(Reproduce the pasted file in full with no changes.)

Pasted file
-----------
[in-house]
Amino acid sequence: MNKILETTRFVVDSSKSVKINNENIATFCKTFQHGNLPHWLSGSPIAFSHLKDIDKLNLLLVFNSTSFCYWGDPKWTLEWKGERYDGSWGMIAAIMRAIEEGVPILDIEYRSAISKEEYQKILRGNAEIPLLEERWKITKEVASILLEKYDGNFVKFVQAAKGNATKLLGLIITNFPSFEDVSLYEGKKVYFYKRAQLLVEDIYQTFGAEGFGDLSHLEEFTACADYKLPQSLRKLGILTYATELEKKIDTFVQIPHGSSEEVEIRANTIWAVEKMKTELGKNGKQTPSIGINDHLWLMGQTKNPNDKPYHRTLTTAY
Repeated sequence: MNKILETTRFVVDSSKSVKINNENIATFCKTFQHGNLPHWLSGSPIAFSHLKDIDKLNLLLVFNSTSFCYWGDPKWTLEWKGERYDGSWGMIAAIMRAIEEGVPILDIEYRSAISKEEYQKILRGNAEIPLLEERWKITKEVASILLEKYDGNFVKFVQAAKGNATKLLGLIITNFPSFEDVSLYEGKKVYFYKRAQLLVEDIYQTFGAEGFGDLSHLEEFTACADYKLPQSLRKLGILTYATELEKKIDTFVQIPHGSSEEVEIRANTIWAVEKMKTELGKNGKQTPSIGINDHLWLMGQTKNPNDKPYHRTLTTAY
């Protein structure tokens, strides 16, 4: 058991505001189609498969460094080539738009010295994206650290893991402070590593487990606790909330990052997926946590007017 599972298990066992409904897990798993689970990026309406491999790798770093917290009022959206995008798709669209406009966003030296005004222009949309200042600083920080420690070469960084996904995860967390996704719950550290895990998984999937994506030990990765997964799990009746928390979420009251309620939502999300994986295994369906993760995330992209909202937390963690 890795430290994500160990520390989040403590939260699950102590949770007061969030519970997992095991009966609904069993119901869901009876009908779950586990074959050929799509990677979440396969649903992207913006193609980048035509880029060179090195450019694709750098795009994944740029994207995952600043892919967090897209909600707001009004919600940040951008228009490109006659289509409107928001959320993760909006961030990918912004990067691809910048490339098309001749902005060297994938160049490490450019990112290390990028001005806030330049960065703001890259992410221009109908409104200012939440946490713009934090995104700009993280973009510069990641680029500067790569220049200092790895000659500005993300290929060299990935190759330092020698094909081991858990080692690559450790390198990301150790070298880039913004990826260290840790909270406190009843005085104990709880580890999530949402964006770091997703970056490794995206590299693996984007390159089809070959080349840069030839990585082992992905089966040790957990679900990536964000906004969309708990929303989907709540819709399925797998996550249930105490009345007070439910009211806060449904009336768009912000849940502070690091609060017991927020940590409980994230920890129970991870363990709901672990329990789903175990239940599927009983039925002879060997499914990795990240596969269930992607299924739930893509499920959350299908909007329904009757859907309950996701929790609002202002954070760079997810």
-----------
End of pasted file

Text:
[in-house]
Amino acid sequence: MNKILETTRFVVDSSKSVKINNENIATFCKTFQHGNLPHWLSGSPIAFSHLKDIDKLNLLLVFNSTSFCYWGDPKWTLEWKGERYDGSWGMIAAIMRAIEEGVPILDIEYRSAISKEEYQKILRGNAEIPLLEERWKITKEVASILLEKYDGNFVKFVQAAKGNATKLLGLIITNFPSFEDVSLYEGKKVYFYKRAQLLVEDIYQTFGAEGFGDLSHLEEFTACADYKLPQSLRKLGILTYATELEKKIDTFVQIPHGSSEEVEIRANTIWAVEKMKTELGKNGKQTPSIGINDHLWLMGQTKNPNDKPYHRTLTTAY
Repeated sequence: MNKILETTRFVVDSSKSVKINNENIATFCKTFQHGNLPHWLSGSPIAFSHLKDIDKLNLLLVFNSTSFCYWGDPKWTLEWKGERYDGSWGMIAAIMRAIEEGVPILDIEYRSAISKEEYQKILRGNAEIPLLEERWKITKEVASILLEKYDGNFVKFVQAAKGNATKLLGLIITNFPSFEDVSLYEGKKVYFYKRAQLLVEDIYQTFGAEGFGDLSHLEEFTACADYKLPQSLRKLGILTYATELEKKIDTFVQIPHGSSEEVEIRANTIWAVEKMKTELGKNGKQTPSIGINDHLWLMGQTKNPNDKPYHRTLTTAY
């Protein structure tokens, strides 16, 4: 058991505001189609498969460094080539738009010295994206650290893991402070590593487990606790909330990052997926946590007017 599972298990066992409904897990798993689970990026309406491999790798770093917290009022959206995008798709669209406009966003030296005004222009949309200042600083920080420690070469960084996904995860967390996704719950550290895990998984999937994506030990990765997964799990009746928390979420009251309620939502999300994986295994369906993760995330992209909202937390963690 890795430290994500160990520390989040403590939260699950102590949770007061969030519970997992095991009966609904069993119901869901009876009908779950586990074959050929799509990677979440396969649903992207913006193609980048035509880029060179090195450019694709750098795009994944740029994207995952600043892919967090897209909600707001009004919600940040951008228009490109006659289509409107928001959320993760909006961030990918912004990067691809910048490339098309001749902005060297994938160049490490450019990112290390990028001005806030330049960065703001890259992410221009109908409104200012939440946490713009934090995104700009993280973009510069990641680029500067790569220049200092790895000659500005993300290929060299990935190759330092020698094909081991858990080692690559450790390198990301150790070298880039913004990826260290840790909270406190009843005085104990709880580890999530949402964006770091997703970056490794995206590299693996984007390159089809070959080349840069030839990585082992992905089966040790957990679900990536964000906004969309708990929303989907709540819709399925797998996550249930105490009345007070439910009211806060449904009336768009912000849940502070690091609060017991927020940590409980994230920890129970991870363990709901672990329990789903175990239940599927009983039925002879060997499914990795990240596969269930992607299924739930893509499920959350299908909007329904009757859907309950996701929790609002202002954070760079997810």